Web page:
Thomas Bulfinch > The Age of Fable > Vols. I & II: Stories of Gods and Heroes > XXXVI. d. The Unicorn
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Thomas Bulfinch (1796–1867).  Age of Fable: Vols. I & II: Stories of Gods and Heroes.  1913.

XXXVI. d.  The Unicorn
 
PLINY, the Roman naturalist, out of whose account of the unicorn most of the modern unicorns have been described and figured, records it as “a very ferocious beast, similar in the rest of its body to a horse, with the head of a deer, the feet of an elephant, the tail of a boar, a deep, bellowing voice, and a single black horn, two cubits in length, standing out in the middle of its forehead.” He adds that “it cannot be taken alive;” and some such excuse may have been necessary in those days for not producing the living animal upon the arena of the amphitheatre.   1
  The unicorn seems to have been a sad puzzle to the hunters, who hardly knew how to come at so valuable a piece of game. Some described the horn as movable at the will of the animal, a kind of small sword, in short, with which no hunter who was not exceedingly cunning in fence could have a chance. Others maintained that all the animal’s strength lay in its horn, and that when hard pressed in pursuit, it would throw itself from the pinnacle of the highest rocks horn foremost, so as to pitch upon it, and then quietly march off not a whit the worse for its fall.   2
  But it seems they found out how to circumvent the poor unicorn at last. They discovered that it was a great lover of purity and innocence, so they took the field with a young virgin, who was placed in the unsuspecting admirer’s way. When the unicorn spied her, he approached with all reverence, couched beside her, and laying his head in her lap, fell asleep. The treacherous virgin then gave a signal, and the hunters made in and captured the simple beast.   3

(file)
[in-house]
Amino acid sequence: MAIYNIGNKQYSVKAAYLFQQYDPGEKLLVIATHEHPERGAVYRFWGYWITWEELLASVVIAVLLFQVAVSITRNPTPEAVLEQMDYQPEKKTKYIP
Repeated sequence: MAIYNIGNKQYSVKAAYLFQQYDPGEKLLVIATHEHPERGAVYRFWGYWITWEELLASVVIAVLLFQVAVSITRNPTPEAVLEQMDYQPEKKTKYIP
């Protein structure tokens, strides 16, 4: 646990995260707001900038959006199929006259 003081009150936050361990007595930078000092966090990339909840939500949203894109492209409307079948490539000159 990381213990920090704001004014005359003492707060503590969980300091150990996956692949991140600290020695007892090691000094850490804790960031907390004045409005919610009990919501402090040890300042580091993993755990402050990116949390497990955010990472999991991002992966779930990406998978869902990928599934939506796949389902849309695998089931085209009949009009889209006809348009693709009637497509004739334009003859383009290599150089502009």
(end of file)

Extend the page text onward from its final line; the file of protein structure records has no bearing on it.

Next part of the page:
Modern zoölogists, disgusted as they well may be with such fables as these, disbelieve generally the existence of the unicorn. Yet there are animals bearing on their heads a bony protuberance more or less like a horn, which may have given rise to the story. The rhinoceros horn, as it is called, is such a protuberance, though it does not exceed a few inches in height, and is far from agreeing with the descriptions of the horn of the unicorn. The nearest approach to a horn in the middle of the forehead is exhibited in the bony protuberance on the forehead of the giraffe; but this also is short and blunt, and is not the only horn of the animal, but a third horn, standing in front of the two others. In fine, though it would be presumptuous to deny the existence of a one-horned quadruped other than the rhinoceros, it may be safely stated that the insertion of a long and solid horn in the living forehead of a horse-like or deer-like animal is as near an impossibility as anything can be.   4

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